“The change in the coaching staff definitely helped,” said junior defensive end Myles Nash, who played sparingly in his first two seasons but is likely to take on a bigger role after senior defensive end Quanzell Lambert suffered a season ending injury against Iowa. “I’m not a guy that’s going to sit here and make excuses, but my relationship with the previous staff members, it wasn’t as strong as it is now. I think you look at coach Ash and (offensive coordinator Drew) Mehringer and the staff we have now and they’re so connected with everyone. Before, there were people on the staff you never had conversations with, but now, everyone’s so connected.”

Can you guess where he got the idea from?

“Every coach that leaves here, I warn them, is that I never wanna hear that excuse that … you inherit (the players). No, they’re your players,” Meyer said in the weekly Big Ten coaches’ conference call. “When I hear people say, “well, they’re not your guys, wait until he gets his guys in there.” That’s nothing but an excuse. So I always tell them … they’re now your guys. Don’t you ever treat them as if they’re someone else’s because that’s when people fail.”

Fail isn’t a word associated with Urban Meyer.

In his 15th year as a head coach, he’s never known the feeling of owning a losing record, winning at least eight games every season since 2001 in every program he’s been at, from Bowling Green to Utah to Florida and now finally Ohio State.

Meyer had two undefeated seasons as well, the last of his stint in Salt Lake City in 2004 and the first of his current tenure in Columbus in 2012.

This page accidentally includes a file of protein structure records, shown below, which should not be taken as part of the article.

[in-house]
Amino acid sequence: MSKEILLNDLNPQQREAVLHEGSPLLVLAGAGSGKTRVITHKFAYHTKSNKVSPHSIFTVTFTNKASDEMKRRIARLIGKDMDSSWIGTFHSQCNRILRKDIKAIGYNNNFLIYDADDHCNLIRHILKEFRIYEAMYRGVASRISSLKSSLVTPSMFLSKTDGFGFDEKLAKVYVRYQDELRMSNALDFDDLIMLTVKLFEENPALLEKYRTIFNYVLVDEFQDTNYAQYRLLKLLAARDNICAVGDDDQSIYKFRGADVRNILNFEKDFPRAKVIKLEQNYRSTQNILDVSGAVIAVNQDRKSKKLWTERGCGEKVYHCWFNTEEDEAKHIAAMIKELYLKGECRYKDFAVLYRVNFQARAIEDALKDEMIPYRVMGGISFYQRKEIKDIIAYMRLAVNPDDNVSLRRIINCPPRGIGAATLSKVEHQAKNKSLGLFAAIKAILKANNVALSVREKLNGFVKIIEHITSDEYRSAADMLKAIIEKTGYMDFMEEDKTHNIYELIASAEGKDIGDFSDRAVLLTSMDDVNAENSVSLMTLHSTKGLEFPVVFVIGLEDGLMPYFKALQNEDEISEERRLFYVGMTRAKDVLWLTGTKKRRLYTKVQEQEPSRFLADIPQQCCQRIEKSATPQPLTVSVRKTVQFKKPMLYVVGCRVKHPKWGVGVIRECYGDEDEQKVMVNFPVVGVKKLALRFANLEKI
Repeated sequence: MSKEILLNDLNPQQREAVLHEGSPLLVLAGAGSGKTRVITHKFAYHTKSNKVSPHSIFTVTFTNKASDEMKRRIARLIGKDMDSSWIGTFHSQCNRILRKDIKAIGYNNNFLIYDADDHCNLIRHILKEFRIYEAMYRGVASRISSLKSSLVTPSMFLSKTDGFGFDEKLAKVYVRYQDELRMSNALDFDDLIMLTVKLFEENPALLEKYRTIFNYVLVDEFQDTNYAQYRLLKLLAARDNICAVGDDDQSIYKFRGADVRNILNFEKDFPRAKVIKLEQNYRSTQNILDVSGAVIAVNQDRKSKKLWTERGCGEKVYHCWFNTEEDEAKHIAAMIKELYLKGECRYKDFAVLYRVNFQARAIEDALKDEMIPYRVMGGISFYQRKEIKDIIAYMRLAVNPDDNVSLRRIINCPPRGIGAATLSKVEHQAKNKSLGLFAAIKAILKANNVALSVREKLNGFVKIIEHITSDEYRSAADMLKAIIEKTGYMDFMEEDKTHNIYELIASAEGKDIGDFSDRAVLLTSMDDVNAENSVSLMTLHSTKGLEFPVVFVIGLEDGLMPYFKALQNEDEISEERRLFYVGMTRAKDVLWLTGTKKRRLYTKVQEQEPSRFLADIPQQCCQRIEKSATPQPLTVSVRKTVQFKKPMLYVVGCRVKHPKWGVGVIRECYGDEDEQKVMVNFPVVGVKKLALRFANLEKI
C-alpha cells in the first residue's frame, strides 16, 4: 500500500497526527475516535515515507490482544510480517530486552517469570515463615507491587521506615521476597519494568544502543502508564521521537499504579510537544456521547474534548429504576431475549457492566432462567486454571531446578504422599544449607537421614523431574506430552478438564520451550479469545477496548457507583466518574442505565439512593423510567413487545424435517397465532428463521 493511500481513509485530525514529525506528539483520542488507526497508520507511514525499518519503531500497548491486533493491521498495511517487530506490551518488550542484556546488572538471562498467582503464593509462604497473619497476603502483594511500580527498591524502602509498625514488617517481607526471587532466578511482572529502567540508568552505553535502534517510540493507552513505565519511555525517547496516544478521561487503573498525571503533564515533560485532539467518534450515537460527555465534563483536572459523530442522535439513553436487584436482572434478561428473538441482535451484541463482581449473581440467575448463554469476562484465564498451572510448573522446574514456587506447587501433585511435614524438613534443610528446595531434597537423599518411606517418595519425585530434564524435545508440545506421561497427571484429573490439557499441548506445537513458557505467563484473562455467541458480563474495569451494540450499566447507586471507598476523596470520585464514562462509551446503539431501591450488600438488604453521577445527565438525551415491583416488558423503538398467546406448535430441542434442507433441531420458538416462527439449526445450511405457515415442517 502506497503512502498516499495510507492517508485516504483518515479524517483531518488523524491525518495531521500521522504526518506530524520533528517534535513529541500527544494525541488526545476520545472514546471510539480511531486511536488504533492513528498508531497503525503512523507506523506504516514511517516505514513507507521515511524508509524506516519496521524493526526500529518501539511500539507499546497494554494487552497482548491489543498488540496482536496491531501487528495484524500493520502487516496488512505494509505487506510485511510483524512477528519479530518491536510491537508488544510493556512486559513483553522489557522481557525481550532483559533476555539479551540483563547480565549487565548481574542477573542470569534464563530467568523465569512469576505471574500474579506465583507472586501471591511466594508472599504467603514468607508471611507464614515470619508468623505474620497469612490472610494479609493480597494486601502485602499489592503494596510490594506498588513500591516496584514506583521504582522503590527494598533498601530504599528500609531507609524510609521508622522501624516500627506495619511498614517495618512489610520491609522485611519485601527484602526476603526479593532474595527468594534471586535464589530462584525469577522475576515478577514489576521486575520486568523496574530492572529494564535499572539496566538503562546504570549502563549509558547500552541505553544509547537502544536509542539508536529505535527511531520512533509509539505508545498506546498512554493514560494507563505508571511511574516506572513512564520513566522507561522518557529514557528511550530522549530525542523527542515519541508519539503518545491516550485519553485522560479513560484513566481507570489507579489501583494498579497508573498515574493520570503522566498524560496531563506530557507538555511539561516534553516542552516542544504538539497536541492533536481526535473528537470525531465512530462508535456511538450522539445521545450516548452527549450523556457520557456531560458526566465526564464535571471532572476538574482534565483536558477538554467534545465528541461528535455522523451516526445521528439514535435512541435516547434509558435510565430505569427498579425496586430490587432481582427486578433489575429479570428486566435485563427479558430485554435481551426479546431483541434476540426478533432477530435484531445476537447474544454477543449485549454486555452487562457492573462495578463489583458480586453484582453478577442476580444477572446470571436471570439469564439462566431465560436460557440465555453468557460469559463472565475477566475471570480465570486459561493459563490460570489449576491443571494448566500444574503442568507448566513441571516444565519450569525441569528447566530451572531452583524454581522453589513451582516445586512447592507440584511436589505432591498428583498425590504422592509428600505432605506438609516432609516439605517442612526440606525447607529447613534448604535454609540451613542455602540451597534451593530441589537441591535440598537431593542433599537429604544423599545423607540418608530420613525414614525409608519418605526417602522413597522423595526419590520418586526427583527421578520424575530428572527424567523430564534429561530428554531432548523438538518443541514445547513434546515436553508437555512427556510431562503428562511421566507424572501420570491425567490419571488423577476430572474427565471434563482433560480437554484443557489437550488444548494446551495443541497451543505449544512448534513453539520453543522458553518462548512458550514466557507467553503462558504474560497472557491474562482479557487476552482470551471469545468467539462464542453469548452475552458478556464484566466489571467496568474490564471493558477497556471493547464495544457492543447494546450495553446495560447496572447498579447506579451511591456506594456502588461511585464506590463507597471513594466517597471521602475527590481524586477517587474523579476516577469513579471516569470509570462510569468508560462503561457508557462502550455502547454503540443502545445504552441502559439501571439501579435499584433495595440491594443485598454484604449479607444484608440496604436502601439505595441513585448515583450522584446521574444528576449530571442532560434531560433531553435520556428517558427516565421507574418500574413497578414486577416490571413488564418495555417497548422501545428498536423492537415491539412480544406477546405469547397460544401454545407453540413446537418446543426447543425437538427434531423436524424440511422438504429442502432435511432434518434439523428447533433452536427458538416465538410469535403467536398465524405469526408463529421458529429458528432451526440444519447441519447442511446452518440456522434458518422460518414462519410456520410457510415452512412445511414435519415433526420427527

Ash was part of the first team to win the national championship under the new College Football Playoff format in 2014 in his first season at Ohio State, but he is far from finding anywhere near as much success in his first season at Rutgers.

But while this season will more than likely not be the one in which the Knights don’t suffer a blowout loss to the Buckeyes, and there are doubts on whether they could reach a bowl game, progress in what Ash considers an important key to Ohio State’s success — organizational alignment — is there.

“Before, there were people on the staff you never had conversations with, but now, everyone’s so connected,” Nash said. “When we’re eating meals for pregame, coach Ash makes different coaches sit with different position groups so we can all get connected, and I think that’s important when you’re building a team is that everyone is connected. We’re connected by our units and we spend a lot of time together, things like that. Once you’re able to build a trust with your coaching staff, and you trust the coaches and you trust the process and everything you’re doing, it’s very easy to go out and give it your all and compete in the highest level possible.”

The improvement is noticeable to those outside the program as well.

“They’re playing their tails off,” he said. “They were inches away from beating a very good Iowa team so he’s got that thing going, it’s just going to take a little bit longer to get that thing where they start winning game but they’re playing really hard and he’s got a good system in place for his players.”

For updates on the Rutgers football team, follow @briannnnf and @TargumSports on Twitter.